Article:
1) It means that Christians, of all people, have the strongest motivation to be involved in transforming the world with justice, healing and mercy. If we do not have a God-centered worldview, we can get so easily discouraged and despaired: What’s the point? The ecological and social problems in the world are so huge. What I do won't make any difference.” But if we have a worldview of human destiny that is meaningful, we know that God will put things to right. If the present creation and our bodies will not be forsaken but ultimately transformed, then we are to work here-and-now in anticipation of that final vision. We can do what is right not primarily because of the perceived usefulness, but as an act of worship, trusting in the sovereignty of God for the results even when the circumstances look bleak.

Perhaps, at each individual level, it could mean simple things like signing up for a new project that gets our hands dirty caring for the creation or planting a tree. Or maybe, getting involved in caring for the poor and the sick around us? Ever thought of spending some time and energy on a worthy social cause that promotes fairness and peace in our country? Surely the surprising reality of Easter Sunday ought to empower us to be witnesses of Christ’s death and resurrection the way it did for the early disciples. Resurrection power is lived out in down-to-earth realities, grounded in the real world where we do business, as we cook in the kitchen, when we play with our children, study in schools, draw a painting, love and be loved, infusing everyday life with fresh spirituality and power.

For example, a Christian conservation movement called “A Rocha”, took a piece of abandoned land in West London and turned it into an oasis for wildlife called Minet Country Park. It raised questions among the neighboring people, “Why are they doing this?” (By doing this, we become a sign, an instrument and a foretaste of God’s kingdom) It gives opportunities for others to find out that our ecology is based on the gospel and our gospel is centered on the Lord Jesus Christ.

2) The suffering and evil we see in the world is not without meaning. If there is no God, there will be no final justice. If there is no God and everything is just ‘survival of the fittest’, then this world is exactly what you would expect it to be. It’s natural for the strong to eat up the weak. Why should we be concerned when the weak gets oppressed by the strong? “Unless you assume a God, the question of life’s purpose is meaningless” (Bertrand Russell). There are times when evil seems to be winning.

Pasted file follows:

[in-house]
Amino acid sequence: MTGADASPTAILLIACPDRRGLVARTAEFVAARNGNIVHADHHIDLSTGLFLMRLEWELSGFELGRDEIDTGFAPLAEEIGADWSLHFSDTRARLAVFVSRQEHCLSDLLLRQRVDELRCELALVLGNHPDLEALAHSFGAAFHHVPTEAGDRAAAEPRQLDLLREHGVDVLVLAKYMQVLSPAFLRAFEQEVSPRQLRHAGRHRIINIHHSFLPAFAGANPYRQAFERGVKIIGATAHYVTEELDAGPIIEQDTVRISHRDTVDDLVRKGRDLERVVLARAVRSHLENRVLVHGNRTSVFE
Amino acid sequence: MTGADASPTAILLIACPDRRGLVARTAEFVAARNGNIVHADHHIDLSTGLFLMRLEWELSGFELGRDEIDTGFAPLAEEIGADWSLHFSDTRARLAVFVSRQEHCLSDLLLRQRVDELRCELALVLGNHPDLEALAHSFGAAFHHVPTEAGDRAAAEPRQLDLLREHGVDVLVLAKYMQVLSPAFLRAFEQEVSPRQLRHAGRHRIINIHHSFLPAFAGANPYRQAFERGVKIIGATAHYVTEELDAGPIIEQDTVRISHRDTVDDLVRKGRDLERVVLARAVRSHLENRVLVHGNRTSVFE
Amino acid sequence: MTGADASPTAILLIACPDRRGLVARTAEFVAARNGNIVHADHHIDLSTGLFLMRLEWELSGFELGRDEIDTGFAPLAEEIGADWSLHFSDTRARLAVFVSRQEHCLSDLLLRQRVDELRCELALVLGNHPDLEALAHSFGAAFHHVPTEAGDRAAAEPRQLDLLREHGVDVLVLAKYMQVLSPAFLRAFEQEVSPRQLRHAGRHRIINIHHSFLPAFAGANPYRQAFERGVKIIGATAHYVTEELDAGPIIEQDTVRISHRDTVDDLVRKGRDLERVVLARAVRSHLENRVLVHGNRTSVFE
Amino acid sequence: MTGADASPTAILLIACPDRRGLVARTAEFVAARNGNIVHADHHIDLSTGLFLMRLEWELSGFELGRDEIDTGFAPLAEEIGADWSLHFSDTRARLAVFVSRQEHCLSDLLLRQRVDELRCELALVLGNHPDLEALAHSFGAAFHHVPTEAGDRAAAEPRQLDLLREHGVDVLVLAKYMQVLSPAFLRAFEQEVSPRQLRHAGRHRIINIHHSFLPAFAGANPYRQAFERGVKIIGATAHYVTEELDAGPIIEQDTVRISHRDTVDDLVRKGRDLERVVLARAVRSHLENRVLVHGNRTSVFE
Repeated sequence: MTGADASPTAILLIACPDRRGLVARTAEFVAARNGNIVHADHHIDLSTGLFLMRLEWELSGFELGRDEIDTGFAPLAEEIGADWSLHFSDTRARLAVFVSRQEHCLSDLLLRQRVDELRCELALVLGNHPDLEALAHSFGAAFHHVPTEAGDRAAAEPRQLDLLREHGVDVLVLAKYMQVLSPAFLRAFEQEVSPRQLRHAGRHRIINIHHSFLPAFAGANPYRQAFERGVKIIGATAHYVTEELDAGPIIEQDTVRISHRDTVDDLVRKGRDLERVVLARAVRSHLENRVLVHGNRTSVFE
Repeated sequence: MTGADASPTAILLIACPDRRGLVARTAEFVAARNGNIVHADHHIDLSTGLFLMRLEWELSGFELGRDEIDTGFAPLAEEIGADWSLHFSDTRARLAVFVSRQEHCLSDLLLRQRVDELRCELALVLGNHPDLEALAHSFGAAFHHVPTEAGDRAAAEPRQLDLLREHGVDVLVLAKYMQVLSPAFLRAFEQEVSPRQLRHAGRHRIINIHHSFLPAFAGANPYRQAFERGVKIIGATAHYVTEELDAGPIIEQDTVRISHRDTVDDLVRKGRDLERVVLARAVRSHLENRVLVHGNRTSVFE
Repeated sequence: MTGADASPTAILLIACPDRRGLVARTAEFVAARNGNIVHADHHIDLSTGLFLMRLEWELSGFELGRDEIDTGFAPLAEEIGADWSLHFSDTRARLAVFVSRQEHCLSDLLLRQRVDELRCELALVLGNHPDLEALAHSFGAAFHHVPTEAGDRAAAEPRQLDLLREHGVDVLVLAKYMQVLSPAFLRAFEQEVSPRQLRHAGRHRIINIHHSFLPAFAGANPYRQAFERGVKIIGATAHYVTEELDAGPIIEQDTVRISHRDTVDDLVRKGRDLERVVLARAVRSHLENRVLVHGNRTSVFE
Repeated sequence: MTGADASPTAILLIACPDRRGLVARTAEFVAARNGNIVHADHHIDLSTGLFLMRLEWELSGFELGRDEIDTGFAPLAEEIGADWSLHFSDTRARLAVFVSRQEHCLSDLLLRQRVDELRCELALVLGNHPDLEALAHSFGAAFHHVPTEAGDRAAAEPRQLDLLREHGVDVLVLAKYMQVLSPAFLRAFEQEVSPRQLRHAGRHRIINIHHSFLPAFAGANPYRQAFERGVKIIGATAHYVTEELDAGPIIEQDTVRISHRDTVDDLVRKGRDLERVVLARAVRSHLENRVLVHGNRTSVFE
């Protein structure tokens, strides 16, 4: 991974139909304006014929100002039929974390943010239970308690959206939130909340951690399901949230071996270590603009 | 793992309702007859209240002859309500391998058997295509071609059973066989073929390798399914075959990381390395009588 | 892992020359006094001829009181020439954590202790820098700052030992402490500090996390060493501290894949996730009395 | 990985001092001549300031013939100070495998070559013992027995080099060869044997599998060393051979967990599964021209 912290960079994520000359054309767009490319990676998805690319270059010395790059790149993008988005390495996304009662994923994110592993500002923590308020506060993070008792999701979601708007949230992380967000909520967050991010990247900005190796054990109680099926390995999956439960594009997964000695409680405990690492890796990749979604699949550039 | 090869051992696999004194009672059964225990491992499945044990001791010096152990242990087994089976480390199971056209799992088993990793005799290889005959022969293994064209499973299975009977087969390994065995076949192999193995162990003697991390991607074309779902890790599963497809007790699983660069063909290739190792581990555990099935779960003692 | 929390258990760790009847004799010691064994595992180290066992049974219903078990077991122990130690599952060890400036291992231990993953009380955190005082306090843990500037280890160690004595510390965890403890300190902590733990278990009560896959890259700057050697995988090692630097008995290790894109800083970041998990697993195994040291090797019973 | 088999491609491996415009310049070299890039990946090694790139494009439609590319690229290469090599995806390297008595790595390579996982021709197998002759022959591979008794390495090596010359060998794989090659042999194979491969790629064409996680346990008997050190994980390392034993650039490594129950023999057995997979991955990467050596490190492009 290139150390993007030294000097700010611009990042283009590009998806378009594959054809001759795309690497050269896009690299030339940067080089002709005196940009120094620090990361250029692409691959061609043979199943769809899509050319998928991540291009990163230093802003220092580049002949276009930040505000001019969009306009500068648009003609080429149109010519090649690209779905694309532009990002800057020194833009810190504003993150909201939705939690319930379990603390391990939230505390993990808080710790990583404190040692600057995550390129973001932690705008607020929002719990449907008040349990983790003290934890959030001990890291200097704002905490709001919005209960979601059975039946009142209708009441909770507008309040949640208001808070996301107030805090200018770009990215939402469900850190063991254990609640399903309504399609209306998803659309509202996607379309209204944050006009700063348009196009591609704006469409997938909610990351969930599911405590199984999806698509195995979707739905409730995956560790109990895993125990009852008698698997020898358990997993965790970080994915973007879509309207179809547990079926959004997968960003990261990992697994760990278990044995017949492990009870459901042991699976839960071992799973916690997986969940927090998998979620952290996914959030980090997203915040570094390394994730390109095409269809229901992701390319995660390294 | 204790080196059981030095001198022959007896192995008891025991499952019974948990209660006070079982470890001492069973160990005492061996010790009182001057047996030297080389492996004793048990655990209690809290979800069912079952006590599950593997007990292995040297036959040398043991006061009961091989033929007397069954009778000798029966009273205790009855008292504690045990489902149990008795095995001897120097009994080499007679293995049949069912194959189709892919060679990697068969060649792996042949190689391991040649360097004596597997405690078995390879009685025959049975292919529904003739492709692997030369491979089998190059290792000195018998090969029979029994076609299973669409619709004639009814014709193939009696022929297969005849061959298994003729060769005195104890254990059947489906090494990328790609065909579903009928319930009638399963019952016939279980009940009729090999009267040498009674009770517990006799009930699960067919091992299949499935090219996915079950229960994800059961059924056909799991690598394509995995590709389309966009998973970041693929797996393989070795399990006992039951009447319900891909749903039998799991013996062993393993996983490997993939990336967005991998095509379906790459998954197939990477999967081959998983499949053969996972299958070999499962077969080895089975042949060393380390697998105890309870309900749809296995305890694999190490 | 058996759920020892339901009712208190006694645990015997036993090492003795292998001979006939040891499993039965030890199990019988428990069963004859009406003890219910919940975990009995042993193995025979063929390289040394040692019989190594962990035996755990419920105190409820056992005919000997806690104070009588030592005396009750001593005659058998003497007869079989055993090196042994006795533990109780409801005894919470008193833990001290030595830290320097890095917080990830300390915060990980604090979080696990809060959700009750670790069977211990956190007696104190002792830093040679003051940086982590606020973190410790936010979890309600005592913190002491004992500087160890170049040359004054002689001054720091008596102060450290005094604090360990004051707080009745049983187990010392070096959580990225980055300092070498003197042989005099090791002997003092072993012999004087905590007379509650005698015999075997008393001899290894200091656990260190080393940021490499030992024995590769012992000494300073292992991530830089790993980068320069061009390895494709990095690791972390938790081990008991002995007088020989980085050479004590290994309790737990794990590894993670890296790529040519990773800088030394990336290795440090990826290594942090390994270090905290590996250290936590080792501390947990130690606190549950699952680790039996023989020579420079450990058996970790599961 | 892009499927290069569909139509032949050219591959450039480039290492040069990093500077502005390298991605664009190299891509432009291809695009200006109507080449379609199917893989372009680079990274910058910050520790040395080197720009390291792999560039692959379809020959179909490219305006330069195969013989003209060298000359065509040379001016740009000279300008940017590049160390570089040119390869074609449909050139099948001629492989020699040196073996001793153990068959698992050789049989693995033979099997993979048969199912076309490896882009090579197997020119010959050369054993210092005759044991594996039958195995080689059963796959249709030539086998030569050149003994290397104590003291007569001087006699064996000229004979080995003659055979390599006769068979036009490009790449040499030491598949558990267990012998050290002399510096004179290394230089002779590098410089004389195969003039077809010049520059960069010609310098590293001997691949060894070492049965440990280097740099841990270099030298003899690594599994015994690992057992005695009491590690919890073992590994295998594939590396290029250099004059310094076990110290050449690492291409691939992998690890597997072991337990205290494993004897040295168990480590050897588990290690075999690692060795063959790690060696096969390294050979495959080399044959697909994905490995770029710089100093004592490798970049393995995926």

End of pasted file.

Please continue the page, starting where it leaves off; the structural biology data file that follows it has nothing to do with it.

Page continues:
But because the rightful king of the world had entered human history and conquered death itself by rising from the grave, it means that death and sin will not have the final laugh. All unjust structures and rulers will be held accountable and judged. Wrongs will be put to right at the end of history. Dictators like King Herod, Roman Caesar, Satan, Sin, Death, Injustice, Pain and Diseases - their days are numbered. The worst they can do is put people to death but even death (the final enemy) is conquered by the resurrection. Let me share a story how Christians can challenge a corrupt system in society. You can watch it in action in a movie called “Amazing Grace”, based on the life of William Wilberforce. Wilberforce was a Christian Member of Parliament in Great Britain who worked all his life to abolish slavery of African people. (By the way, human trafficking and modern-day slavery is not a thing of the past, it’s something happening at our own doorsteps. Even in Malaysia!)

Wilberforce first launched his campaign for abolition of slavery in 1787 and lived to see it finally succeed in 1833 (just three days before his death). That’s 46 years in total! His life reminds us that social justice is a long, painful marathon. It’s not a 100 meter sprint. For the first twenty years, he suffered nothing but defeats, rejection from friends, insults from enemies, physical illness and even threats to his life. And it’s so easy to burnout. But social justice is a community project, not a solo effort.

Fortunately for him, William Wilberforce has a group of friends who work and walk together with him. This famous small group was nicknamed “The Clapham Sect” or “The Saints”. They shared a deep conviction in the evangelical Christian faith, a long-term commitment to a social cause and a lifelong spiritual friendship. Won’t you like to be part of a cell group like that?

What’s more amazing is that in their lifetime, this little platoon of committed believers managed to start a Missionary Society, a Bible Society, they promote agricultural reform to supply affordable food to the poor, prevent cruelty to animals (RSPCA), promote Sunday school education, prison reform, improve harsh child labor conditions and championed the freedom to preach the gospel in India! It’s simply amazing… It’s both word and deed. And the impact of their work can still be felt today. So don’t underestimate the power of small, committed groups to start social change. We don’t need to wait until there’s a huge Christian population to make a positive influence in society. Small groups of committed people empowered by the gospel can make a significant difference where we are! We may not do exactly what Wilberforce did but just imagine what we can do if each small group in church creatively commits ourselves long term to at least one social cause that we are passionate about?

The King had come. The kingdom of God had broken into history, bringing healing and hope, peace and life. Easter marks the decisive victory of Christ to recapture the world has been won. The fullness of this victory will be experienced when He returns. Human history is heading towards a meaningful destiny and resolution. Tears will be wiped away. The lion and the lamb will lie down together.

No comments: